Anthony was walking by her side, listening gravely.

"What a shame!" he said.  Then: "I hope you weren't hurt."

"Shoulder's a bit stiff.  I fell on the point.  But a hot bath'll put
that right.  D'you live here?"

"About a mile on.  At Gramarye."

The girl stared at him.

"Gramarye?"

"Not at the house," said Anthony.  "I live in the cottage at the
south-west end of the park."

"Oh, I know.  D'you work there, then?"

Anthony nodded.

"That's my job."

"So you're Major Lyveden?" said the girl.

Anthony looked up.

"How did you know?" he said.

A pair of large brown eyes regarded him steadily.  Then the red lips
parted, and André Strongi'th'arm flung back her handsome head and
laughed merrily.

"Did you think," she said, panting, "did you really think that you
could come to dwell in the parish of Girdle, and the fact escape the
notice of the other parishioners?"  She hesitated, and a suggestion of
mockery crept into her voice.  "Or are you too wrapped up in the estate
to think about anything else?"

"I believe I am," said Anthony.

"I beg your pardon," said Miss Strongi'th'arm with an elaborate
courtesy.  "Thank you very much for enduring me for three minutes.  If
I'd----"

Her hunter broke into a trot.

"No, no," cried Anthony, running beside her.  "Please walk again."  She
pulled the horse up.  "I didn't mean to be rude.  I meant----"

"I should leave it alone," said André.  "You'll only make it worse.
You're much too honest.  Besides, I love the country, and I--I think,"
she added dreamily, "I can understand."

"Can you?"

The eagerness in Anthony's voice was arrestingly pathetic, and André
started at the effect of her idle words.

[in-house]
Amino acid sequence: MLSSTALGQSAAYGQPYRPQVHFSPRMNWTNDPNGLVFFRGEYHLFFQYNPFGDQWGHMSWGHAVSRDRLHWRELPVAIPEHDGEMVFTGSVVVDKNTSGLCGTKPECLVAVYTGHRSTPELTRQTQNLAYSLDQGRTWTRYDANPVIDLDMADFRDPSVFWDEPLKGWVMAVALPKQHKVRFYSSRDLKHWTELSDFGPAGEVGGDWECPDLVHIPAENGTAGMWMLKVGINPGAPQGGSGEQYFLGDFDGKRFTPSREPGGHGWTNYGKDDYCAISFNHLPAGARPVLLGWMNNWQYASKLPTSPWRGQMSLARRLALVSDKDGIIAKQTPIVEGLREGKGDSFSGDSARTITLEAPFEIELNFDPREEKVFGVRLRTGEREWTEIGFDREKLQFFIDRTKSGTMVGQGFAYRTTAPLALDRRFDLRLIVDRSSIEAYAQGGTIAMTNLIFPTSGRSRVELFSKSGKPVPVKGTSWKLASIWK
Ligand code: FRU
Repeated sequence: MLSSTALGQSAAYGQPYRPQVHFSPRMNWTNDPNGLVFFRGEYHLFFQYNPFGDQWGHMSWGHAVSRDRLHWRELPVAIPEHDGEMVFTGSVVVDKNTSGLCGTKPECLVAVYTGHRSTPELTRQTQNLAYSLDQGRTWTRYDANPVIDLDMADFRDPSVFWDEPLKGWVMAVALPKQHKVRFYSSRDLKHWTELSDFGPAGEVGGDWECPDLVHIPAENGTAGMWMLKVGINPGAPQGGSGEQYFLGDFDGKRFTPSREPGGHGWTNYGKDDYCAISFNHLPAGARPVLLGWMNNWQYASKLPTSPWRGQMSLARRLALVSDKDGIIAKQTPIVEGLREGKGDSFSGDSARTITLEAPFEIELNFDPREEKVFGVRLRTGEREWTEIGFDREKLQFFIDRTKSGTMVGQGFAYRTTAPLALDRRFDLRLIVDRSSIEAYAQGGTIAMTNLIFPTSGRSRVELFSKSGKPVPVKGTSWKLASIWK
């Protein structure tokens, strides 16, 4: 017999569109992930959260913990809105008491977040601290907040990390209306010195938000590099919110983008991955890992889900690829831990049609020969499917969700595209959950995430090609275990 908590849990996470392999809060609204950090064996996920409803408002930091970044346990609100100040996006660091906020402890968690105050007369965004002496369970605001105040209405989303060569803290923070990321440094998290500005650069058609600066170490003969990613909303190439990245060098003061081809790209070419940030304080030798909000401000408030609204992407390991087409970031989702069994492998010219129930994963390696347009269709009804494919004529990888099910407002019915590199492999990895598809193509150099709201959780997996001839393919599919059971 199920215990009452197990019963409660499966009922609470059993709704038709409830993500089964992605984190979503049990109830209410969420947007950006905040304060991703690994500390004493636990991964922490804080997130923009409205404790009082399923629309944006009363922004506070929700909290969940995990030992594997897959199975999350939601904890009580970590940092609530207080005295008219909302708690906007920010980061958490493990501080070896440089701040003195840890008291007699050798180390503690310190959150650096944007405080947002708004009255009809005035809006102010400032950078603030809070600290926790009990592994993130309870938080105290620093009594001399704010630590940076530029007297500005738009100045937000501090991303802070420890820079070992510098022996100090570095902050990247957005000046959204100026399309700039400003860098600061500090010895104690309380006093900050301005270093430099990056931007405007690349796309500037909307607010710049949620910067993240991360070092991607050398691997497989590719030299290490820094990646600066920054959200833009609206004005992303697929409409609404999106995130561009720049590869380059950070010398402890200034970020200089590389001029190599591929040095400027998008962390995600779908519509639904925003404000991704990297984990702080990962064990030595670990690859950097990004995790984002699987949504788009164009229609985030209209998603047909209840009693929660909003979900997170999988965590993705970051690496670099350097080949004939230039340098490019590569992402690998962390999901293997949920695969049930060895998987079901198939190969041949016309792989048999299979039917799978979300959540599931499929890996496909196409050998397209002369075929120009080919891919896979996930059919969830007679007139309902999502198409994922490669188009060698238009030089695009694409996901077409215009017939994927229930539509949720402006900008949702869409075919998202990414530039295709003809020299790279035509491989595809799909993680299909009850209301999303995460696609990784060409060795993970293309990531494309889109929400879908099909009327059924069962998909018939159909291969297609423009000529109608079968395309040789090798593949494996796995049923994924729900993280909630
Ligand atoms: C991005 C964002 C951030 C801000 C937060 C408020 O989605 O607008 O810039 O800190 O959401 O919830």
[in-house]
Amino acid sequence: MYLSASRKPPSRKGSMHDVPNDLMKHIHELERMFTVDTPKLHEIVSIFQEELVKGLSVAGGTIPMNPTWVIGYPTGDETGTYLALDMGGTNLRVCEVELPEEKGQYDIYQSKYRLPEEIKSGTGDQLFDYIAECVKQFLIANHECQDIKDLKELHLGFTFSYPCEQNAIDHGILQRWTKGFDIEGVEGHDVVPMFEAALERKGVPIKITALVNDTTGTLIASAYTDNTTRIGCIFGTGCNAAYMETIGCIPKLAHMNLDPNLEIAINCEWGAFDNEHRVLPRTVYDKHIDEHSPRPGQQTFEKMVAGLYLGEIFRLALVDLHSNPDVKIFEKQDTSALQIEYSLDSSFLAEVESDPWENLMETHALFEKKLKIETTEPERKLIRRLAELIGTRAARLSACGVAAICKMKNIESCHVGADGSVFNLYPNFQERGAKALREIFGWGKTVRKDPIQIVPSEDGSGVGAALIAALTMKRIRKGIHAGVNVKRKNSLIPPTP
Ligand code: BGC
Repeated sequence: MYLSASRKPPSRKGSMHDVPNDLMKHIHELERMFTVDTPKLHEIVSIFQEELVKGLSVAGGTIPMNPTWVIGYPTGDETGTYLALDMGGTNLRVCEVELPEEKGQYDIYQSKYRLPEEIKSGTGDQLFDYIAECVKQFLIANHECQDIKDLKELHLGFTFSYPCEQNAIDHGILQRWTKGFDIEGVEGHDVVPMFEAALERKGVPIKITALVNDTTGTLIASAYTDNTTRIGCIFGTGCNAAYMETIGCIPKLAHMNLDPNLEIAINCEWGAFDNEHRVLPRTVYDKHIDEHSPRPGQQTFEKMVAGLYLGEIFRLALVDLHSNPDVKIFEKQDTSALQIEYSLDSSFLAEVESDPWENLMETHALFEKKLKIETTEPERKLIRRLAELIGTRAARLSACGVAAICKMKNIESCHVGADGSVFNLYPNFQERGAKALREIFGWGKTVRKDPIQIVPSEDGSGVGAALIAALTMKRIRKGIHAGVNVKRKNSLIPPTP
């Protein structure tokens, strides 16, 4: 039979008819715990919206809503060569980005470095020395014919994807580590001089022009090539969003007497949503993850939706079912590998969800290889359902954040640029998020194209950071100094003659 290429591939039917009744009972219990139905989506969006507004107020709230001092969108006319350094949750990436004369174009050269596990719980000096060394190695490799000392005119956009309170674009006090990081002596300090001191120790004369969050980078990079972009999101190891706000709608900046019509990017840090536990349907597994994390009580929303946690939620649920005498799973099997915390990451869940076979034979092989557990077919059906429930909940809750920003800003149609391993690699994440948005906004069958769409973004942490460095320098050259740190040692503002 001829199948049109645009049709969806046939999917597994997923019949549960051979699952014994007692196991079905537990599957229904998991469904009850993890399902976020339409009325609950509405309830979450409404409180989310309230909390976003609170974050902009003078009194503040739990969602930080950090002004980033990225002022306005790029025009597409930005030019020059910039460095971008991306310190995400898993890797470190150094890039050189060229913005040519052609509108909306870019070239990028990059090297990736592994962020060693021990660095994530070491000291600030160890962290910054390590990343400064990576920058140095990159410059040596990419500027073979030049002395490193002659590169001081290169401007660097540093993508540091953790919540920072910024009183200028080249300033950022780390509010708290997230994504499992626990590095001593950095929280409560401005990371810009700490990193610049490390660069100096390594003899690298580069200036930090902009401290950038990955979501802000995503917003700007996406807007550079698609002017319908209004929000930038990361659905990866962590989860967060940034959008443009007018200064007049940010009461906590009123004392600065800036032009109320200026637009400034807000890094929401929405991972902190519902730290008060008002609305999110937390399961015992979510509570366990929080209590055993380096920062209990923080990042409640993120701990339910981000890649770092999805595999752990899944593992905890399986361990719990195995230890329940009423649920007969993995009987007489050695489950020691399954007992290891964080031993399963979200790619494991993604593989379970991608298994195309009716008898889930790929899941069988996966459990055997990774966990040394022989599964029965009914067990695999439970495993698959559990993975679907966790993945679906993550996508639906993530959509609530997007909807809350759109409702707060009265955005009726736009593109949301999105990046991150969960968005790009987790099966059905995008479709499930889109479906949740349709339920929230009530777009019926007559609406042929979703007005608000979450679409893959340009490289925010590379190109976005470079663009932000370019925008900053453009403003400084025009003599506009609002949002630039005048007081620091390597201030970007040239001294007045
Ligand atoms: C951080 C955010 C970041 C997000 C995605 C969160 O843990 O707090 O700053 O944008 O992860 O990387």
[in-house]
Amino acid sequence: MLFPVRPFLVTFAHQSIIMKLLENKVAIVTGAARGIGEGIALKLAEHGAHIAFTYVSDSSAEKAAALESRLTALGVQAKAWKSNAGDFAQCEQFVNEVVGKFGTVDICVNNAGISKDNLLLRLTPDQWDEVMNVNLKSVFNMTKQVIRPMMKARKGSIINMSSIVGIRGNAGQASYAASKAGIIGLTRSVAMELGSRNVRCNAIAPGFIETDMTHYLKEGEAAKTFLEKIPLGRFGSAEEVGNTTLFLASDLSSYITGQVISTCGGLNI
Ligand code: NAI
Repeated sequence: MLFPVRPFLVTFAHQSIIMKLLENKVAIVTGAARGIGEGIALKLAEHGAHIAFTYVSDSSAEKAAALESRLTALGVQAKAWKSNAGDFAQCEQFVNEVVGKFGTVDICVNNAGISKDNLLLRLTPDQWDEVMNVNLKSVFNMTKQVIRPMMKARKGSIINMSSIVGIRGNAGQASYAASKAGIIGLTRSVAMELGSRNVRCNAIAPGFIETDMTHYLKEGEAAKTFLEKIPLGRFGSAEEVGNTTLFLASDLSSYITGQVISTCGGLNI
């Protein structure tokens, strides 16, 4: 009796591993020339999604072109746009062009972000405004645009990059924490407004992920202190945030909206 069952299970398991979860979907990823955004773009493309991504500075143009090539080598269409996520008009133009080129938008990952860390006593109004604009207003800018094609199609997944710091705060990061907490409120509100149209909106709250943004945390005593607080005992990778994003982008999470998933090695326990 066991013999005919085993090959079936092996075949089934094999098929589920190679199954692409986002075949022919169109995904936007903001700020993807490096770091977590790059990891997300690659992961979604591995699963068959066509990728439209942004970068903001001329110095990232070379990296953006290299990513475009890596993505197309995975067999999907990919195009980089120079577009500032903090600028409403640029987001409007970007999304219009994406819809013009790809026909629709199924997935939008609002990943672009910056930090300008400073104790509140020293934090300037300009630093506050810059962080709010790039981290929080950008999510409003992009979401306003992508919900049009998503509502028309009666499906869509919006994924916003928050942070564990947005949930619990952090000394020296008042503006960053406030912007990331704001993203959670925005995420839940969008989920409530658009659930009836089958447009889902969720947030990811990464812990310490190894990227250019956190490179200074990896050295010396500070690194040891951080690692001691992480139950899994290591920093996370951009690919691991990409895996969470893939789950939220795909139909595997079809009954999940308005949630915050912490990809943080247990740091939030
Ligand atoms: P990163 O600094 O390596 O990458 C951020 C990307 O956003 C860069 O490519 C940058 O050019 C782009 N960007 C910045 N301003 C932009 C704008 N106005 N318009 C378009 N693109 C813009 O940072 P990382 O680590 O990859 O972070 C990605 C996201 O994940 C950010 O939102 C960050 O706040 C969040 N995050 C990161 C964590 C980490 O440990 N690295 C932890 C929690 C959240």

"I--I think so.  I've given water to a thirsty plant....  I suppose the
gratitude of a landscape..."

"That's it," said Lyveden excitedly.  "You've got it in one.  The place
is so pathetically grateful for every stock and stone you set straight,
that you just can't hold your hand.  And all the time the work's so
fascinating that you don't deserve any thanks.  You seem to get deeper
in debt every day.  You're credited with every cheque you draw.  If I
stopped, it'd haunt me."

"It is plain," said André, "that, when you die, 'Gramarye' will be
graven upon your heart.  All the same, are you sure you were meant for
this?  Aren't there things in life besides the straightening of stocks
and stones?"

"The War's over," said Lyveden.

"I know.  But there was a world before 1914.  I think your occupation's
wonderful, but isn't it a little unnatural--unfair to yourself and
others--to give it the whole of your life?  As estates go, I fancy the
possibilities of Eden were even more amazing than those of Gramarye--I
daresay you won't admit that, but then you're biassed--and yet the
introduction of Eve was considered advisable."

"With the result that ..."

Miss Strongi'th'arm laughed.

"With the result that you and I are alive this glorious day, with our
destinies in our pockets and the great round world at our feet.  I
wonder whether I ought to go into a nunnery."

"I've tried kicking the world," said Anthony, "and I'm still lame from
it.  And Fate picked my pocket months and months ago."

"So Faint Heart turned into the first monastery he came to," said
André, leaning forward and caressing her hunter's neck.  "What d'you
think of that, Joshua?"

As if by way of comment, the horse snorted, and Anthony found himself
joining in Miss Strongi'th'arm's mirth.

"There's hope for you yet," gurgled that lady.  "Your sense of humour
is still kicking.  And that under the mud appears to be a scrap of a
dog.  When you take your final vows, will you give him to me?"

"In my monastery," said Lyveden, "monks are allowed to keep dogs.
There is also no rule against laughter."

"Isn't there, now?" flashed André.  "I wonder why?  There's no rule
against idleness either, is there?"  She laughed bitterly.  "Rules are
made to cope with inclinations.  Where there's no inclination----"  She
broke off suddenly and checked her horse.  Setting her hand upon
Lyveden's shoulder, she looked into his eyes.  "You laughed just now,